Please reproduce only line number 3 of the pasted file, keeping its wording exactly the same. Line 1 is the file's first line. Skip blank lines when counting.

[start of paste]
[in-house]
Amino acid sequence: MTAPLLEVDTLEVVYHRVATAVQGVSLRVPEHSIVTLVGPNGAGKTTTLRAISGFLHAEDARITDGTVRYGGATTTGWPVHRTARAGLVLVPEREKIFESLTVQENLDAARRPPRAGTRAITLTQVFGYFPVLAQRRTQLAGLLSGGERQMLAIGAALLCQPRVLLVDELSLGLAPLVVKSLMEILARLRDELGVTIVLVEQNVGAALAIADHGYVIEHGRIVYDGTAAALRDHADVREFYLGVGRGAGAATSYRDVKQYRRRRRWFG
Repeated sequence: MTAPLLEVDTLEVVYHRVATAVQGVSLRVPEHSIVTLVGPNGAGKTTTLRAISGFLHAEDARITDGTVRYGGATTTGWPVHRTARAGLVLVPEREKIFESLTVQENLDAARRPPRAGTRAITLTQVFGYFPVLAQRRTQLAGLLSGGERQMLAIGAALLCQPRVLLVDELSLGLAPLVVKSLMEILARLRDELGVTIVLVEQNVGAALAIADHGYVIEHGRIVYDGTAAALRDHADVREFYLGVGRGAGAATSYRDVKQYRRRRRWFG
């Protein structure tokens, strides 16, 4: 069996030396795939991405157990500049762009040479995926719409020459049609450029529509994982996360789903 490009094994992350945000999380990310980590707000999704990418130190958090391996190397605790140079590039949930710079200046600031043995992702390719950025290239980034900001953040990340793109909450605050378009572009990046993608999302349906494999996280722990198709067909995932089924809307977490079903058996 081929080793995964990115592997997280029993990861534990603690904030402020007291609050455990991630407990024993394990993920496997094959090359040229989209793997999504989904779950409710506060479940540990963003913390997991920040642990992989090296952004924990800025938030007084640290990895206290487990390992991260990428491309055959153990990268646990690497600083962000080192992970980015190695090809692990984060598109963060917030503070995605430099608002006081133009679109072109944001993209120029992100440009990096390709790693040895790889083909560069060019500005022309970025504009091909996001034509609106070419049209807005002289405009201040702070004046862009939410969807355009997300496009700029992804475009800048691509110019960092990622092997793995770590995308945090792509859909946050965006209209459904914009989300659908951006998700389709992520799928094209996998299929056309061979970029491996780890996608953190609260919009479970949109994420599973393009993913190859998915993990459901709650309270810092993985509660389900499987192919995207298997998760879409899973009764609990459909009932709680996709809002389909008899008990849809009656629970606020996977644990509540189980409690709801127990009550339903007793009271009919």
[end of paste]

Repeated sequence: MTAPLLEVDTLEVVYHRVATAVQGVSLRVPEHSIVTLVGPNGAGKTTTLRAISGFLHAEDARITDGTVRYGGATTTGWPVHRTARAGLVLVPEREKIFESLTVQENLDAARRPPRAGTRAITLTQVFGYFPVLAQRRTQLAGLLSGGERQMLAIGAALLCQPRVLLVDELSLGLAPLVVKSLMEILARLRDELGVTIVLVEQNVGAALAIADHGYVIEHGRIVYDGTAAALRDHADVREFYLGVGRGAGAATSYRDVKQYRRRRRWFG